Review by Frank Plowright
Vertigo had a schizoid attitude to reprinting Sandman Mystery Theatre. Volume one, The Tarantula, was solely the first four chapter story, a pattern followed by volumes three and four, but this book packages two tales, the format into which the reprints would settle with volume five.
Having started so well, The Face and The Brute is a retrograde step, and that’s entirely down to the artists John Watkiss and R.G. Taylor. The late 1930s period setting was as important as Matt Wagner’s adroit plots and the carefully cultivated central relationship, and Taylor was presumably selected to illustrate on the basis of his Wordsmith series having a similar setting and pulp influence. Yet compared with original artist Guy Davis he expends very little effort on the period aspects. Watkiss delivers even less, barely moving the viewpoint out beyond a three-quarters figure, supplying no backgrounds and delivering very sloppy shading. Were it not for Wagner’s narrative captions and the occasional person wearing a hat, ‘The Face’ could be set in 1994 as when originally published. It’s telling that neither artist would work on the series again.
Were the comics to be judged on script alone, then Wagner’s work continues from the fine introductory volume. He investigates the complex social politics of New York’s Chinese community, while at the same time establishing Dian Belmont as a person who cares little for the views of the society that cossets her. Jimmy Shan is a former boyfriend whom she kept at arms length from her social circle, and Wagner’s script focuses on Shan and his activities. Sandman and Dodds are very much background figures here, although intervene decisively, and Wagner slips in subtly that among the travels referenced, Dodds has learned to speak Cantonese.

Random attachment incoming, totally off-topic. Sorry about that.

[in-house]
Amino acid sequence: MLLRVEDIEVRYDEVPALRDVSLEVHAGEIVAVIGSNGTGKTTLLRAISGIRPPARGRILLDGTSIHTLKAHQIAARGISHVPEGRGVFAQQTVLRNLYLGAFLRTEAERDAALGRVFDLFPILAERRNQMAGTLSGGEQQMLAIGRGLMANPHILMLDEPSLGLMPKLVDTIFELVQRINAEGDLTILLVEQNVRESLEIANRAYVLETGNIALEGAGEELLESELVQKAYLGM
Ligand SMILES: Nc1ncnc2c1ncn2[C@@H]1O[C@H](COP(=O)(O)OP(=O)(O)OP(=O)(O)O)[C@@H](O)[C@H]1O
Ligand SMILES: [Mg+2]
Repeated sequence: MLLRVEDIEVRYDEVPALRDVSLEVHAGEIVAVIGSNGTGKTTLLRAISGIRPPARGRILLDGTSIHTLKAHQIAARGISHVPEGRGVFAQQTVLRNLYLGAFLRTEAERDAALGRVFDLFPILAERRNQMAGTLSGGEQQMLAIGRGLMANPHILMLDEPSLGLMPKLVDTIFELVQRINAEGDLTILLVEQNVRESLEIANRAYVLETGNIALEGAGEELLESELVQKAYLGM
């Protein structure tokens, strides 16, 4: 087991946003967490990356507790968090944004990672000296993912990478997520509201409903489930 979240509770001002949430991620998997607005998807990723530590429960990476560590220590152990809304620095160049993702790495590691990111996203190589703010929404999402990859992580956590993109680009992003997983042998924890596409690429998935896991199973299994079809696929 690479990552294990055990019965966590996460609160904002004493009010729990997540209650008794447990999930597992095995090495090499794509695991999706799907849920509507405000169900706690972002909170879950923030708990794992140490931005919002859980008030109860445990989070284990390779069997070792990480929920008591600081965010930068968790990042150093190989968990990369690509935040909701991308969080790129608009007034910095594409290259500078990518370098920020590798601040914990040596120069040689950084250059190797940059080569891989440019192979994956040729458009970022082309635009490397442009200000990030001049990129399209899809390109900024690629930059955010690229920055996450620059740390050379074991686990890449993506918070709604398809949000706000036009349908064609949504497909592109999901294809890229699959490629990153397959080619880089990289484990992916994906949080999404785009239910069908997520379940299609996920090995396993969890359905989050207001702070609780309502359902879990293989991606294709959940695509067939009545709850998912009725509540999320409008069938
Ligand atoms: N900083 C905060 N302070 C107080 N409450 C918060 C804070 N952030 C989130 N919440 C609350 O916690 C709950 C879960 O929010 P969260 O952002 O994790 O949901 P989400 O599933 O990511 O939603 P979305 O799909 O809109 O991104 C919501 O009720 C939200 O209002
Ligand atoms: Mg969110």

The dealings of fight fixer occupy ‘The Brute’, an indurate man abusing the hold he has on others. It’s a glimpse at the truly callous, someone who has everything, yet relishes twisting the knife, delivered as a deliberate mirror image to Dodds and the caring that prompts his Sandman identity. The context also removes Dian from her social structure, supplying evidence previously never considered that not everyone’s life is as privileged as hers.
A characteristic of Sandman Mystery Theatre is how time progresses allowing an evolving relationship between Dodds and Belmont. Her closeness to the events of stories related has broadened her worldview, and she’s also come to see Dodds as stronger than the dilettante she originally believed him to be. Their relationship strengthens in The Vamp.